About Face by Jonathan Cole
(Face Biology)

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What is special about the face, and what happens when neurological conditions make expression of comprehension of the face unavailable? Through a mix of science, autobiography, case studies, and speculation, Jonathan Cole shows the importance not only of facial expressions for communication among individuals but also of facial embodiment for our sense of self. He presents, in his words, "a natural history of the face and an unnatural history of those who live without it". Drawing on work in neurology, human development, anthropology, philosophy, and the arts, the book moves from the biological evolution of the face, through the mechanics of expressionism and perception, to research on the importance of the face in the development of emotion and communication. The heart of the book, though, lies in the experience of people with facial losses of various kinds. The case studies are of blind, autistic, and neurologically impaired persons; the most extreme case involves Mobius syndrome, in which some individuals are born with a total inability to move their muscles and hence to make facial expressions. Cole suggests that it is only by studying such personal narratives of loss that we can understand facial function and something of what all our faces reflect. As the author advances his natural history and theory of the face, he reveals something of our nature and how it is defined, in part, by the face.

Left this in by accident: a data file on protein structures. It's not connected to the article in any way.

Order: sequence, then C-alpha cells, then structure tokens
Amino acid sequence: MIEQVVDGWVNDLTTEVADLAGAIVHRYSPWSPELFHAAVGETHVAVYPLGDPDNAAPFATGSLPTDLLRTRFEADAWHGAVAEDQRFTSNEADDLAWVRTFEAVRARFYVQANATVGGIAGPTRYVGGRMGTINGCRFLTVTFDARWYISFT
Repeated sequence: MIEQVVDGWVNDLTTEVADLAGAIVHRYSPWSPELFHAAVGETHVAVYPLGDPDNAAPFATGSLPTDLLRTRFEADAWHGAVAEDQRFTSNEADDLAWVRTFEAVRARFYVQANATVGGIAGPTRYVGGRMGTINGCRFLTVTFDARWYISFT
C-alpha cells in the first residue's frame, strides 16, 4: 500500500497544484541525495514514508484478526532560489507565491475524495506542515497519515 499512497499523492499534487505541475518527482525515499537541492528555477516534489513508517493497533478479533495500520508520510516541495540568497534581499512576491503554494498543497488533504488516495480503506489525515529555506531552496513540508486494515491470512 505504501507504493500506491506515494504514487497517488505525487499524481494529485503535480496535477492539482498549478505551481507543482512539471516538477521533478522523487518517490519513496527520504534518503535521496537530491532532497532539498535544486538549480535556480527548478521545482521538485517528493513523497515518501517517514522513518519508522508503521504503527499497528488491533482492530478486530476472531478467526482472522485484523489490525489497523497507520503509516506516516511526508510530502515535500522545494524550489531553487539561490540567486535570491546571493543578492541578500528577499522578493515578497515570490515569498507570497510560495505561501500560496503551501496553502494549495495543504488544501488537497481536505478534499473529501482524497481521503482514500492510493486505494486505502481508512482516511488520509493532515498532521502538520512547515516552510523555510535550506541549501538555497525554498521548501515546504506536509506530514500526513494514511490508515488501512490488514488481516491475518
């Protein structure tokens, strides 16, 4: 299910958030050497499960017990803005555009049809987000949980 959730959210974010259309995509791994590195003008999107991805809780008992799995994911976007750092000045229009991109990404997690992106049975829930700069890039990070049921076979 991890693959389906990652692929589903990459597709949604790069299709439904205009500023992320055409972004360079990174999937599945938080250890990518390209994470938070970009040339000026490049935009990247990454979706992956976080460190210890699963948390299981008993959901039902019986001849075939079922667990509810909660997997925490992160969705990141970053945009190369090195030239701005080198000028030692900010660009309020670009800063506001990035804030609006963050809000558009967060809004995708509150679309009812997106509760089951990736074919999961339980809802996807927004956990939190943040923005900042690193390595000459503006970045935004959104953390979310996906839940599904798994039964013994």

About Jonathan Cole

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Jonathan Cole, D.M., F.R.C.P., is Consultant in Clinical Neurophysiology, Poole Hospital, and at Salisbury Hospital (with its Spinal Centre), a Professor at Bournemouth University and a visiting Senior Lecturer, Southampton University.
Published January 1, 1998 by The MIT Press. 223 pages
Genres: Health, Fitness & Dieting, Professional & Technical. Non-fiction

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This British neurologist's natural history of the face opens with a delicately empathic case study of Mary, an elderly woman who becomes depressed and isolated after an ailment deprives her of fac

Dec 29 1997 | Read Full Review of About Face (Face Biology)